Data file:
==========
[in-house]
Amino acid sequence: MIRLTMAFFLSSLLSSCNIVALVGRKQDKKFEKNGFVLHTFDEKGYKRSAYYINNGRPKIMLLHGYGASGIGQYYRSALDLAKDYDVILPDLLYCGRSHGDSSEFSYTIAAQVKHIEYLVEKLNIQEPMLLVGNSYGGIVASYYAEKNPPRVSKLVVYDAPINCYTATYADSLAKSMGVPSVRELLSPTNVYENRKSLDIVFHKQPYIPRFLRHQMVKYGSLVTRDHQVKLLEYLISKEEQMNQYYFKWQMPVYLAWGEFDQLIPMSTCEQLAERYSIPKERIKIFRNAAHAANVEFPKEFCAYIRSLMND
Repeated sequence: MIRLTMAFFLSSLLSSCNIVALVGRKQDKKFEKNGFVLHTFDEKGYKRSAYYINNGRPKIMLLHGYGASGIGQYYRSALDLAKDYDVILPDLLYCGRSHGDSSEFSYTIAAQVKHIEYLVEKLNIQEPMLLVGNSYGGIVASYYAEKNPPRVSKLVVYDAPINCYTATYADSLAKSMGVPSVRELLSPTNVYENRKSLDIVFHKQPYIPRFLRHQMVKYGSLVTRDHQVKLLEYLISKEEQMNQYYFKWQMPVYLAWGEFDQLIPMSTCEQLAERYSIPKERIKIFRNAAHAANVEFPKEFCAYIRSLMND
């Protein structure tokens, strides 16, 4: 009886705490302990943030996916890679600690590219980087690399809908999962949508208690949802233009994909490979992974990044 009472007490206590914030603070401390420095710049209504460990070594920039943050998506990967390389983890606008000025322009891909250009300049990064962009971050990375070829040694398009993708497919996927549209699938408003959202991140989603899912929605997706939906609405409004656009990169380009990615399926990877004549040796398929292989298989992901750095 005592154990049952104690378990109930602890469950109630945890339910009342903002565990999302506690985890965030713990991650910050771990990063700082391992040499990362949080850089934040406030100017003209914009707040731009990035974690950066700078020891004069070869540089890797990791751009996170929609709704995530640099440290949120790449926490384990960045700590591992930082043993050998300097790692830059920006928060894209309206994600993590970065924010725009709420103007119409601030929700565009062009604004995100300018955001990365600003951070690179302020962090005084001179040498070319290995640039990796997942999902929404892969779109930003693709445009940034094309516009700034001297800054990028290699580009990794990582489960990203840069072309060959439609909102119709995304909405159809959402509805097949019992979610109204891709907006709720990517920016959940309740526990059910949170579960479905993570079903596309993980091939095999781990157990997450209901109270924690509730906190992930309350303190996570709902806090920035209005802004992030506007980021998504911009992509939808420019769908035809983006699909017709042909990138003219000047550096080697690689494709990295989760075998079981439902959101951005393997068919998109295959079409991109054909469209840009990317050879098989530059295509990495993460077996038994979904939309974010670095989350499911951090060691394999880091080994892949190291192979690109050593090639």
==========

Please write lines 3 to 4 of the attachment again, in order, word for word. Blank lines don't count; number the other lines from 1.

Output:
Repeated sequence: MIRLTMAFFLSSLLSSCNIVALVGRKQDKKFEKNGFVLHTFDEKGYKRSAYYINNGRPKIMLLHGYGASGIGQYYRSALDLAKDYDVILPDLLYCGRSHGDSSEFSYTIAAQVKHIEYLVEKLNIQEPMLLVGNSYGGIVASYYAEKNPPRVSKLVVYDAPINCYTATYADSLAKSMGVPSVRELLSPTNVYENRKSLDIVFHKQPYIPRFLRHQMVKYGSLVTRDHQVKLLEYLISKEEQMNQYYFKWQMPVYLAWGEFDQLIPMSTCEQLAERYSIPKERIKIFRNAAHAANVEFPKEFCAYIRSLMND
């Protein structure tokens, strides 16, 4: 009886705490302990943030996916890679600690590219980087690399809908999962949508208690949802233009994909490979992974990044 009472007490206590914030603070401390420095710049209504460990070594920039943050998506990967390389983890606008000025322009891909250009300049990064962009971050990375070829040694398009993708497919996927549209699938408003959202991140989603899912929605997706939906609405409004656009990169380009990615399926990877004549040796398929292989298989992901750095 005592154990049952104690378990109930602890469950109630945890339910009342903002565990999302506690985890965030713990991650910050771990990063700082391992040499990362949080850089934040406030100017003209914009707040731009990035974690950066700078020891004069070869540089890797990791751009996170929609709704995530640099440290949120790449926490384990960045700590591992930082043993050998300097790692830059920006928060894209309206994600993590970065924010725009709420103007119409601030929700565009062009604004995100300018955001990365600003951070690179302020962090005084001179040498070319290995640039990796997942999902929404892969779109930003693709445009940034094309516009700034001297800054990028290699580009990794990582489960990203840069072309060959439609909102119709995304909405159809959402509805097949019992979610109204891709907006709720990517920016959940309740526990059910949170579960479905993570079903596309993980091939095999781990157990997450209901109270924690509730906190992930309350303190996570709902806090920035209005802004992030506007980021998504911009992509939808420019769908035809983006699909017709042909990138003219000047550096080697690689494709990295989760075998079981439902959101951005393997068919998109295959079409991109054909469209840009990317050879098989530059295509990495993460077996038994979904939309974010670095989350499911951090060691394999880091080994892949190291192979690109050593090639």